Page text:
INQUIRER SOUTHERN LUZON

A ‘beautiful moment’ in Legazpi read-along

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BISHOP Joel Baylon reads “Ang Huling Puno” to special children of Harong Kan Sagrada Familia in Barangay Bogtong, Legazpi City, during the Inquirer Read-Along. JOANNA LOS BAÑOS

A man with an axe wanted to chop the last remaining tree in the city to give way to the construction of a new building, but animals dwelling in the tree—an owl, monkey, butterfly, rabbit, monitor lizard and cat—pulled a stunt to scare him away and protect their only home.

The story of “Ang Huling Puno” (The Last Tree), written by Richard Reynante and illustrated by Arnold Nuestro, was narrated by Bishop Joel Baylon of the Diocese of Legazpi during the Inquirer Read-Along held on Nov. 16 at Harong Kan Sagrada Familia (House for the Holy Family) in Barangay Bogtong in Albay’s capital.

It was the first session conducted by the Inquirer Southern Luzon for children and adults with special needs.

‘Listening’

Twenty-five “children,” as they were fondly called by their teachers, came with their parents and caregivers to “listen” to Bishop Baylon at the Special Education Therapy Program (Step) facility run by Sagrada. Aged 2-30 years old, they have autism, cerebral palsy and other developmental disorders.

Seated with the children on mats spread on the floor, Baylon recounted how Kuwagong Kulit, Matsing Valentin, Kikong Bayawak, Lala Paruparo, Connie Kuneho and Minyang Pusa (the animals in the story) were able to drive away the stranger who wanted to chop down the tree.

Asked by the storyteller which animals fascinated them, Kevin, 19, said monkey, while Mabel, 24, answered butterfly. For Justin, 12, who sang “Our Father” at the start of the read-along, it was the owl.

Teacher Mercy Moyano read “Tiktaktok and Pikpakbum,” a story written by Rene Villanueva and illustrated by Renato Gamus.

Three of the children showed they understood the story of the two dogs, who are brothers—one kind and well-behaved while the other was naughty and troublesome.

Extraordinary

Riza, 24, Toton, 29, and Monica, 13, said they remembered “Tok” and “Pik” and how Pikpakbum ran away with the spoiled “meat” from the slaughterhouse.

“The read-along was an extraordinary activity which gave the special children the opportunity to enjoy what other children enjoy,” said Fr. Battista Omodei of Servants of Charity, the congregation which runs the facility and its Step for the special children and adults.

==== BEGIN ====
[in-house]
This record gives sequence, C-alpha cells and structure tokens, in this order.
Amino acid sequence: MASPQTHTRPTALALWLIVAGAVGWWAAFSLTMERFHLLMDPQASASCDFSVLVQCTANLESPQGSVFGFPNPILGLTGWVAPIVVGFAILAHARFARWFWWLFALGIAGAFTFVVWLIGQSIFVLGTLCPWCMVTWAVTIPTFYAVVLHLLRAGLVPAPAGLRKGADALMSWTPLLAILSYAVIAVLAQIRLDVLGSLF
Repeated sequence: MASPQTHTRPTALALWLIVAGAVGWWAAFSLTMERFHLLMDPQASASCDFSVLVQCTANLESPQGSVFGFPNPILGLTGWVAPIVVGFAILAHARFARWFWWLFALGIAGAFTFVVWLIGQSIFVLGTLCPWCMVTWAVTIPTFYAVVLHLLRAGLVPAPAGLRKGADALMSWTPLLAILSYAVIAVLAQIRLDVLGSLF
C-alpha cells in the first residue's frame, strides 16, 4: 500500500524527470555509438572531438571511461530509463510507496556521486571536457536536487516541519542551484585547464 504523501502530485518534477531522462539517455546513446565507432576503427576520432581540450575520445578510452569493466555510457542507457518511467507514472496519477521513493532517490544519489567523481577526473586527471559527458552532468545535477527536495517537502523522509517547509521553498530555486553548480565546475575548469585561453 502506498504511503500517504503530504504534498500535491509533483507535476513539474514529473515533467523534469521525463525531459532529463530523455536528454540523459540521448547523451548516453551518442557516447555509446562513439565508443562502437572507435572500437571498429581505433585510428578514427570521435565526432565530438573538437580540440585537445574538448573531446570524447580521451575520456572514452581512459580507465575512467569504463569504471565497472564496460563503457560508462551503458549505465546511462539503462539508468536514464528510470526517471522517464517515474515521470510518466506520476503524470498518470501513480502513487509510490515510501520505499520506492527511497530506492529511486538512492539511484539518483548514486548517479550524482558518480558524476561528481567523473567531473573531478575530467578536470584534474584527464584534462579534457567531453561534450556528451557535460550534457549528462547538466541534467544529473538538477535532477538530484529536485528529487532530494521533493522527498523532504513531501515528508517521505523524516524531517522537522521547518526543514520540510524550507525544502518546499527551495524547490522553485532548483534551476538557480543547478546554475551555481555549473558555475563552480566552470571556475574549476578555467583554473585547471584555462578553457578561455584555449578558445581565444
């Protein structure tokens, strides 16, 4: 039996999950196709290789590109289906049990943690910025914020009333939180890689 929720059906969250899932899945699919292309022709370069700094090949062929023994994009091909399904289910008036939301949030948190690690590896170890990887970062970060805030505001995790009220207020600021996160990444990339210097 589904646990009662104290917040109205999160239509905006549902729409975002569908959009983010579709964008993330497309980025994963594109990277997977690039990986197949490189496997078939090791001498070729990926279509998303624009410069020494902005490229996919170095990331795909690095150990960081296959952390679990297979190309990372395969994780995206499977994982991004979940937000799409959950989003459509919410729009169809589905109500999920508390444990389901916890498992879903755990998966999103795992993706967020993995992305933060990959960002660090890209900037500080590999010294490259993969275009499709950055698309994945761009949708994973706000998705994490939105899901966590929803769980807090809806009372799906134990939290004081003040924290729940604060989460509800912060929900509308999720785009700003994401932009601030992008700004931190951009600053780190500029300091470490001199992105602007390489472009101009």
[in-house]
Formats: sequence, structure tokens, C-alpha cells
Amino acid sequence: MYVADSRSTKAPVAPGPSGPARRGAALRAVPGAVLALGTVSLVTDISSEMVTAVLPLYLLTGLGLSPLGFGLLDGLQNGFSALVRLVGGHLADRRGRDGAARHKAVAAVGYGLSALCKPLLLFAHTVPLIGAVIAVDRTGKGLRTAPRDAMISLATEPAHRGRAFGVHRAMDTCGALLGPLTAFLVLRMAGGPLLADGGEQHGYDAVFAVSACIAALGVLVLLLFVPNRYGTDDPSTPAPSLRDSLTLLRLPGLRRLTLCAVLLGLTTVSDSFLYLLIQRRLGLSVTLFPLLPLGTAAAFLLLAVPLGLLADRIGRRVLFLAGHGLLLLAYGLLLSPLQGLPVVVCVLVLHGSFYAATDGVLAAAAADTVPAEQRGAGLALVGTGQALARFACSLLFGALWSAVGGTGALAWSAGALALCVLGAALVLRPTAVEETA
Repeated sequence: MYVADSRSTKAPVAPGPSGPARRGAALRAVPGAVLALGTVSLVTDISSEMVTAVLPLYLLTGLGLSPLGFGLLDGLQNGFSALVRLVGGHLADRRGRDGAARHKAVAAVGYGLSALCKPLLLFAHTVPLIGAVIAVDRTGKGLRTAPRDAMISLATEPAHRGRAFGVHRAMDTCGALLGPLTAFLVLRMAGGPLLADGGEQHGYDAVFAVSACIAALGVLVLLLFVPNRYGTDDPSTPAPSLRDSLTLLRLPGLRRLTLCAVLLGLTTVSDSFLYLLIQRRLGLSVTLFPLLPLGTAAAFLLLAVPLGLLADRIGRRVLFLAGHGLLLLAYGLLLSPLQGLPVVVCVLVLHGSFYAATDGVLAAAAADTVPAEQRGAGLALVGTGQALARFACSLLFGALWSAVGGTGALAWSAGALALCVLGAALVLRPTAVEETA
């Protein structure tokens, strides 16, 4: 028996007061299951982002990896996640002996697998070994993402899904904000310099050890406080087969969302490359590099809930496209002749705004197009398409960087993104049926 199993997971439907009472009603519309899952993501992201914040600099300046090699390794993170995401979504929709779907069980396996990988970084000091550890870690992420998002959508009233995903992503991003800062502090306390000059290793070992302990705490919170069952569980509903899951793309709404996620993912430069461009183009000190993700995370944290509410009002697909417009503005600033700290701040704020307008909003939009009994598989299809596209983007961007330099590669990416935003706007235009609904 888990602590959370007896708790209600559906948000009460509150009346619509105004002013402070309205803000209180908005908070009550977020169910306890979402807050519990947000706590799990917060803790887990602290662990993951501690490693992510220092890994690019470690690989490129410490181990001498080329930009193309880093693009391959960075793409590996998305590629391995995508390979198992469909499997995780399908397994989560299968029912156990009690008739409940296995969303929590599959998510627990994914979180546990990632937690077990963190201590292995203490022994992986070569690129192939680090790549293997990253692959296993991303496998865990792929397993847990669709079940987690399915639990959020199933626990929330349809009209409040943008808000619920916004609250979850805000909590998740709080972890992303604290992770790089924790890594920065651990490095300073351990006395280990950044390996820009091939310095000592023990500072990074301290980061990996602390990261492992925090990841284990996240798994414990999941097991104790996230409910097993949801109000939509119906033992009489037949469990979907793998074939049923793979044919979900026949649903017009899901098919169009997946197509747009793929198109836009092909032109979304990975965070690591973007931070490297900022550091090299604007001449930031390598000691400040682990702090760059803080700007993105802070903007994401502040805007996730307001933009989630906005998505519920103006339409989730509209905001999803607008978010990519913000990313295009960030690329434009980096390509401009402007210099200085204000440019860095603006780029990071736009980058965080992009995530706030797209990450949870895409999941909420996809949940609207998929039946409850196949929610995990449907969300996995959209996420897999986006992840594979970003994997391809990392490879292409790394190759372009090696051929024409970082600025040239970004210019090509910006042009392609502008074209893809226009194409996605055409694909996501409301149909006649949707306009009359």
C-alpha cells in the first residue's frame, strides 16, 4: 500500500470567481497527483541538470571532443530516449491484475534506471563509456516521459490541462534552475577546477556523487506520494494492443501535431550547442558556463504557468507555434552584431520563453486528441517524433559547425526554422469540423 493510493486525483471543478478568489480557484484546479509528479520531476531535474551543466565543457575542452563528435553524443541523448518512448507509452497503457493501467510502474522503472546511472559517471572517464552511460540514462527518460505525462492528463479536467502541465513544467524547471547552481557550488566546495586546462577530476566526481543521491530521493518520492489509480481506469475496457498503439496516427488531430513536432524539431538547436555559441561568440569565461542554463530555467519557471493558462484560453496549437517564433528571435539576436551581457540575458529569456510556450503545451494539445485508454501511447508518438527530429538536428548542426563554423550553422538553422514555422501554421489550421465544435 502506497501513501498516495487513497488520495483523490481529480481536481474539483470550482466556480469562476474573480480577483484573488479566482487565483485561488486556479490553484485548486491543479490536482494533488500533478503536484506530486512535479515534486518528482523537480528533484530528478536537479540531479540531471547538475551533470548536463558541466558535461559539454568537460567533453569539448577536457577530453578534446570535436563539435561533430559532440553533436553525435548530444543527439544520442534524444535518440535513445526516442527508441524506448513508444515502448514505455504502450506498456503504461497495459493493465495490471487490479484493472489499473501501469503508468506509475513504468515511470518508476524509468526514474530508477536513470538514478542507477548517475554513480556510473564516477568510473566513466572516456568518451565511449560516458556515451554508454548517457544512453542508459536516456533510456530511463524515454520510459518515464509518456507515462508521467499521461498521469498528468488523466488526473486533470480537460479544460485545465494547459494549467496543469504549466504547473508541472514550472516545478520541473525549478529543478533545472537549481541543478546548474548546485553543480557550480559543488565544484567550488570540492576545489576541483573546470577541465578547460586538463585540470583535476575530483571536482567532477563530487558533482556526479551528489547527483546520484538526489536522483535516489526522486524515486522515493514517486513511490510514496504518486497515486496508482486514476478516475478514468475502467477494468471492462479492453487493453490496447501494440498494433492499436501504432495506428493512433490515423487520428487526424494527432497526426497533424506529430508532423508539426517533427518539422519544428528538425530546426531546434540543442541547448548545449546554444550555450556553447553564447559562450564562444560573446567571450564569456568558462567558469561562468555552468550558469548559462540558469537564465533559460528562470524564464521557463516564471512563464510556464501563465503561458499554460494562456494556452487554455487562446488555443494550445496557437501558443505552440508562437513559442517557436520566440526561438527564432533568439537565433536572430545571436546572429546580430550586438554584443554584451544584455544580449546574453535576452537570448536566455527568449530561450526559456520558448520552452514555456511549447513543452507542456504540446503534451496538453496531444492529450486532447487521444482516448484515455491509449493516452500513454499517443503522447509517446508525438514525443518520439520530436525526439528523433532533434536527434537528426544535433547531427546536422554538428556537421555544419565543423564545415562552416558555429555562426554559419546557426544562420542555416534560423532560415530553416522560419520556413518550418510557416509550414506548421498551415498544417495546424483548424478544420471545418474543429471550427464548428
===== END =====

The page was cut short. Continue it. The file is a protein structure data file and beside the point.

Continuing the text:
Founded by Italian St. Louis Guanella, who was canonized in October last year, Servants of Charity put up mission homes in 19 countries to fulfill their vow of serving the handicapped children and elderly. In the Philippines, the group’s homes are found in Legazpi and Quezon City.

“God is father of all. Nobody must be put aside,” said Omodei, who quoted the group’s founder in explaining the goals of the program for special children.

Most of the Step students come from poor families in Legazpi and neighboring towns in Albay. Their parents pay as little as P100 a month to as much as P2,000 for the Monday-to-Friday SPED classes and physical therapy sessions.

From 4 to 54

Omodei said that when the program began in Legazpi 13 years ago, there were only four to five children. This year, the number has grown to 54.

The Guanellan priests are supported by donations from individuals and organizations from the Philippines and overseas. The donations included special equipment for the physical and occupational therapy needs of the children.

Yearly, the priests organize fundraising events in the host communities to sustain the program.

“Mass media changes the world. We come here to change the world, especially of special children,” said Fr. Chandre Davies, spiritual director of Harong Kan Sagrada Familia, in a message before the read-along started.

He said it was the first storytelling session for their children, most of whom have utmost difficulty integrating the sensual functions of sight, smell, taste, hearing and touch. “It was a beautiful moment,” he said.

Fr. Robert Victor Raj, Step director, and Evanjelin Ante or “Teacher Ofel,” who supervises the program’s staff of eight teachers and physical therapists, agreed. In their hearts, they knew the children were able to make big strides that Friday morning. With a report from Reynard Magtoto

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